// If validation results in a rehash, the new password hash will be persisted
$result = $validator->isValid('password', 'passwordHash', 'username');

IMPORTANT: You must pass the optional third argument ($identity) to isValid() when calling StorageDecorator::isValid(). If you do not do so, the StorageDecorator will throw an IdentityMissingException.

Validation Results

Each validation attempt returns a Result object. The object provides some introspection into the status of the validation process.

  • Result::isValid() will return true if the attempt was successful
  • Result::getCode() will return one of three possible int codes:
    • Result::SUCCESS if the validation attempt was successful
    • Result::SUCCESS_PASSWORD_REHASHED if the attempt was successful and the password was rehashed
    • Result::FAILURE_PASSWORD_INVALID if the attempt was unsuccessful
  • Result::getPassword() will return the rehashed password, but only if the password was rehashed

Database Schema Changes

As mentioned above, because this library uses the PASSWORD_DEFAULT algorithm, it’s important your password field be VARCHAR(255) to account for future updates to the default password hashing algorithm.

Helper Scripts

There are two helper scripts available, both related to the password hash functions (these functions are only available after running composer install).

version-check

If you’re not already running PHP 5.5+, you should run version-check to ensure your version of PHP is capable of using password-compat, the userland implementation of the PHP password hash functions. Run ./vendor/bin/version-check from the root of your project. The result of the script is pass/fail.

cost-check

The default cost used by password_hash is 10. This may or may not be appropriate for your production hardware, and it’s entirely likely you can use a higher cost than the default. cost-check is based on the finding a good cost example in the PHP documentation. Simply run ./vendor/bin/cost-check from the command line and an appropriate cost will be returned.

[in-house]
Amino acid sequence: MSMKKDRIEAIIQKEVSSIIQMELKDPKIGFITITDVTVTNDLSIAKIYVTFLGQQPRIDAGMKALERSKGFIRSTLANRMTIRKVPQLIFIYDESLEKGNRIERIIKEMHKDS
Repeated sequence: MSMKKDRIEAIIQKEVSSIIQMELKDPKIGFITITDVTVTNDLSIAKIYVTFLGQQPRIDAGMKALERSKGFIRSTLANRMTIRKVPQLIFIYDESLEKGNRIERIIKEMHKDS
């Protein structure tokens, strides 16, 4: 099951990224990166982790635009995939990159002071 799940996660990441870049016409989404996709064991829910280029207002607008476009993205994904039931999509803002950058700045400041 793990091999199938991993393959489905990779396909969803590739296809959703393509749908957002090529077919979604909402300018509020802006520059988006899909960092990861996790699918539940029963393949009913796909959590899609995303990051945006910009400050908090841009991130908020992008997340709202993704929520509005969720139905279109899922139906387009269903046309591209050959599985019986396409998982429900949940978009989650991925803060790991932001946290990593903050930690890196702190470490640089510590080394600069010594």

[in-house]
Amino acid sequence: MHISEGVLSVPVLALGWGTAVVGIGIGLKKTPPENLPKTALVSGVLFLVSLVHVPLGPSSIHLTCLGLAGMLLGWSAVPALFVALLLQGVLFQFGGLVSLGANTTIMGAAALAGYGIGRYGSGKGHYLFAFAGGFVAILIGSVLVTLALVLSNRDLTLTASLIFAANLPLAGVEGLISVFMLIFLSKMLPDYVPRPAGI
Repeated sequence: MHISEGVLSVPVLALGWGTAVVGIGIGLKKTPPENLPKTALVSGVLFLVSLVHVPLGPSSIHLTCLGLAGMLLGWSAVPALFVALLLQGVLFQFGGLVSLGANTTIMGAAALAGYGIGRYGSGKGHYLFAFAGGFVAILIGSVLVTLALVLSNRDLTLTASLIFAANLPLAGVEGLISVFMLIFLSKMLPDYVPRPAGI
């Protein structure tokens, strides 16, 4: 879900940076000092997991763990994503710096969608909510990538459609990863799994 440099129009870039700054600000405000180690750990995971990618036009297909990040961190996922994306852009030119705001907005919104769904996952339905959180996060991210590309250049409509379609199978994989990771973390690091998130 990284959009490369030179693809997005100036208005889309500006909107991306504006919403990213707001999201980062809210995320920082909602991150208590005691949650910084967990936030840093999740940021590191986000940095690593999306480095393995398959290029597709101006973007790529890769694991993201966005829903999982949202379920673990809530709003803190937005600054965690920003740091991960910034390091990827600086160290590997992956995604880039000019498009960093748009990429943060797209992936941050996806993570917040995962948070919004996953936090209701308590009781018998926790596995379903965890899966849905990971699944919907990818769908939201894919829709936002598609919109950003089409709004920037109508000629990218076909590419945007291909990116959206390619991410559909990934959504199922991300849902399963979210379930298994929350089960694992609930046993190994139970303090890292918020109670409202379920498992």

NOTE: The default time target is 0.2 seconds. You may choose a higher or lower target by passing a float argument to cost-check, like so:

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$ ./vendor/bin/cost-check 0.4
Appropriate 'PASSWORD_DEFAULT' Cost Found:  13

Wrapping Up

The addition of native password hashing functions is the most important security update to PHP since, well, I don’t know when. There’s no excuse for not implementing them in your applications, and the Password Validator library makes it trivial. That’s especially true when it comes to updating your legacy password hashes, which many of us need to do. Even if you only use the Password Validator as a roadmap for your own implementation, I strongly recommend upgrading ASAP.

Kudos

I was remiss to not add this bit of kudos when I originally published this post. Better late than never.

Credit for the new password hashing functions goes to Anthony Ferrara. He submitted the original RFC and created the password-compat library. The PHP community owes Anthony a debt of gratitude for making password hash security so ridiculously simple. Seriously, if I can grok it, you know it’s idiot proof :–)

Without Anthony’s hard work (and PHP core’s unanimous ‘Yes’ votes, and the password-compat contributors), my small contribution wouldn’t have been possible. Kudos to you all.